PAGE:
Before stepping foot into the workforce, women who choose to opt out of conventional beauty and grooming regiments are immediately at a disadvantage. A recent Forbes article analyzing the attractiveness bias at work cited a comprehensive academic review for its study on the benefits attractive adults receive in the labor market. A summary of the review stated, "'Physically attractive individuals are more likely to be interviewed for jobs and hired, they are more likely to advance rapidly in their careers through frequent promotions, and they earn higher wages than unattractive individuals.'" With attractiveness and success so tightly woven together, women often find themselves adhering to beauty standards they don't agree with in order to secure their careers.
Complying with modern beauty standards may be what gets your foot in the door in the corporate world, but once you're in, you are expected to maintain your appearance or risk being perceived as unprofessional. While it may not seem like a big deal, this double standard has become a hurdle for businesswomen who are forced to fit this mold in order to earn respect that men receive regardless of their grooming habits. Liz Elting, Founder and CEO of the Elizabeth Elting Foundation, is all too familiar with conforming to the beauty culture in order to command respect, and has fought throughout the course of her entrepreneurial journey to override this gender bias.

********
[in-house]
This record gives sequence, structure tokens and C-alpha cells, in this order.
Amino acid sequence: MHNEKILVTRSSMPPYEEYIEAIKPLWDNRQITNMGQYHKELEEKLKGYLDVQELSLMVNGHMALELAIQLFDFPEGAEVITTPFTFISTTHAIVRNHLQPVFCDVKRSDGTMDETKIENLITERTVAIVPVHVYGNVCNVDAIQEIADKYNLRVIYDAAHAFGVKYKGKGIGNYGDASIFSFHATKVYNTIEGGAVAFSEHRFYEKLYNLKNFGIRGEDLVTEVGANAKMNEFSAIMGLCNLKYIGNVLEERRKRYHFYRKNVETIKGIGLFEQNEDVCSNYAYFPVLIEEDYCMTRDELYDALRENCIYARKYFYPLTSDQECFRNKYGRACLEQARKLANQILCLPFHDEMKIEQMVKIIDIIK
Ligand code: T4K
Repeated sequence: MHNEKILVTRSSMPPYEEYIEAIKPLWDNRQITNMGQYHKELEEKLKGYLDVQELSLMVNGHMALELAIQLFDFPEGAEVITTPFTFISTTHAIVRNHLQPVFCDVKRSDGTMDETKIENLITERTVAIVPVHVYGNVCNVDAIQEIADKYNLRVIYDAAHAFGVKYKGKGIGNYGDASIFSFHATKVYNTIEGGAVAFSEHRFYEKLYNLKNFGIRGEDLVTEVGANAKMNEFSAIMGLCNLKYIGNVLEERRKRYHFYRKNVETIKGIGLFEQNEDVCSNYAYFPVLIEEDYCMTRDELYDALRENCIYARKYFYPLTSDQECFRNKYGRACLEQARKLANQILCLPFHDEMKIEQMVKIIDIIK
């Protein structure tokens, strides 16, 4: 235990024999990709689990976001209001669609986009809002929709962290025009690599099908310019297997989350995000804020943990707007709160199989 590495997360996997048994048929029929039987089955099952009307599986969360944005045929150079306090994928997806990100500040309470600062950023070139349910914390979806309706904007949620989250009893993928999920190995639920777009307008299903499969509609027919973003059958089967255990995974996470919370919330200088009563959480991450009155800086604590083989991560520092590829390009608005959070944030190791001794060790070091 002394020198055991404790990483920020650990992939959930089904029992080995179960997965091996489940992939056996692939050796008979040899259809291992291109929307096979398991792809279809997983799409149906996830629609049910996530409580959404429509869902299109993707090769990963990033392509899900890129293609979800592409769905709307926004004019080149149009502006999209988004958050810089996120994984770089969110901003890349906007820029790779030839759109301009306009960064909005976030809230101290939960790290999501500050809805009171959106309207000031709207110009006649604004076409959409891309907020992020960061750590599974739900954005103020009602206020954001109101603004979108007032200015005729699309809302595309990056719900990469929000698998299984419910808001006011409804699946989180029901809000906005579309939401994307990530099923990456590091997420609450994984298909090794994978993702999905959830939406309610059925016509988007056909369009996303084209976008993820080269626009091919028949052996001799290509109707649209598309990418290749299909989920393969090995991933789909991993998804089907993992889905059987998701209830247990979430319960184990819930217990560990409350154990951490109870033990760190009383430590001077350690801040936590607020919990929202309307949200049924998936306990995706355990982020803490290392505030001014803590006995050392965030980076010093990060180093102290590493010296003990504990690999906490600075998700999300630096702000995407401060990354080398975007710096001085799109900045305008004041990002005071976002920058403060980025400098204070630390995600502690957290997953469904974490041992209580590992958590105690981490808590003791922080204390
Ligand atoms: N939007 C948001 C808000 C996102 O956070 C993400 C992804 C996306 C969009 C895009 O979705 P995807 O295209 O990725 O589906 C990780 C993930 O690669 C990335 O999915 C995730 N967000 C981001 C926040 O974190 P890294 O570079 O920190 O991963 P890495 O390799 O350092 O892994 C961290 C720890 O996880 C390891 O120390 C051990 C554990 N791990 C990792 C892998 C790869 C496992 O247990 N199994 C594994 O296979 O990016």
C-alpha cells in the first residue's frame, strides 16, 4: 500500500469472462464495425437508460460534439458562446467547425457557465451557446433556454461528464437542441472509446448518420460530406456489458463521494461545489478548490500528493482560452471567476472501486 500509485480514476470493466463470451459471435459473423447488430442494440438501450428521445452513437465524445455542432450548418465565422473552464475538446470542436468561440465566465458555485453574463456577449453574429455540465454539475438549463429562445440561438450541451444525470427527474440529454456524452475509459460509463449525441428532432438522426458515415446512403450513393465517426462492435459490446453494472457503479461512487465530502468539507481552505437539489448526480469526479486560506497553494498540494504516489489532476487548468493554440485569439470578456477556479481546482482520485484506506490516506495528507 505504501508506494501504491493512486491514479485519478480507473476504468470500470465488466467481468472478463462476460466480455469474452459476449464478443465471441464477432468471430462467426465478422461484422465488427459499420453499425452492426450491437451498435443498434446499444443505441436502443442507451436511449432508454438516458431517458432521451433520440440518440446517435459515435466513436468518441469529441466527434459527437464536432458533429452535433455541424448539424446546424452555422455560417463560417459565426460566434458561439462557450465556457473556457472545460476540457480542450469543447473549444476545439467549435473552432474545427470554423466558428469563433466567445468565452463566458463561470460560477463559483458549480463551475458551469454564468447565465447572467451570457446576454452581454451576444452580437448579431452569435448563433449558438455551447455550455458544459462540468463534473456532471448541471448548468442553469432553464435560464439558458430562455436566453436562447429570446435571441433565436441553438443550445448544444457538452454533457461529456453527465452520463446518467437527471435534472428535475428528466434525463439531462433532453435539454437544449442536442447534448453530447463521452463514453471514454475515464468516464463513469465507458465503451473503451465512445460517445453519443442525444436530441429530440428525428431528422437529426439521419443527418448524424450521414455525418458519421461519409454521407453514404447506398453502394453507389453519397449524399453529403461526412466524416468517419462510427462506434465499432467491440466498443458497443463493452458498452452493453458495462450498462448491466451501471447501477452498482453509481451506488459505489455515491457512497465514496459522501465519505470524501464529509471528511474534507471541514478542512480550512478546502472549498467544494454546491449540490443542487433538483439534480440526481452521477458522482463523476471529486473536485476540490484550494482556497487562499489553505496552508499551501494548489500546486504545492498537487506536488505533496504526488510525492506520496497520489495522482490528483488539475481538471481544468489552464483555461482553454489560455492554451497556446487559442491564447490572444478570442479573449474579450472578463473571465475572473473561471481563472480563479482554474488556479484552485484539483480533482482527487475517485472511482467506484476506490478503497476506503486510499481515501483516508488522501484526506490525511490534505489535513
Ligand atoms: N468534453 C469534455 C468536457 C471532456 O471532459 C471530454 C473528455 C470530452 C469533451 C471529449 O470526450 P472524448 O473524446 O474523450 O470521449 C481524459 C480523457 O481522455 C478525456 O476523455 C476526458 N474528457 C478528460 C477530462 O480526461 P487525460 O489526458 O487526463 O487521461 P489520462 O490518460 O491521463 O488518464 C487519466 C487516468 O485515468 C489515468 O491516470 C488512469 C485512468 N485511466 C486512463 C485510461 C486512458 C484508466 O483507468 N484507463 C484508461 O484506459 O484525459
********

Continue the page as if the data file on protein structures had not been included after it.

As an internationally-recognized women's advocate, Elting has made it her mission to help women succeed on their own, but she admits that little progress can be made until women reclaim their power and change the narrative surrounding beauty and success. In 2016, sociologists Jaclyn Wong and Andrew Penner conducted a study on the positive association between physical attractiveness and income. Their results concluded that "attractive individuals earn roughly 20 percent more than people of average attractiveness," not including controlling for grooming. The data also proves that grooming accounts entirely for the attractiveness premium for women as opposed to only half for men. With empirical proof that financial success is directly linked to women's appearances, Elting's desire to have women regain control and put an end to beauty standards in the workplace is necessary now more than ever.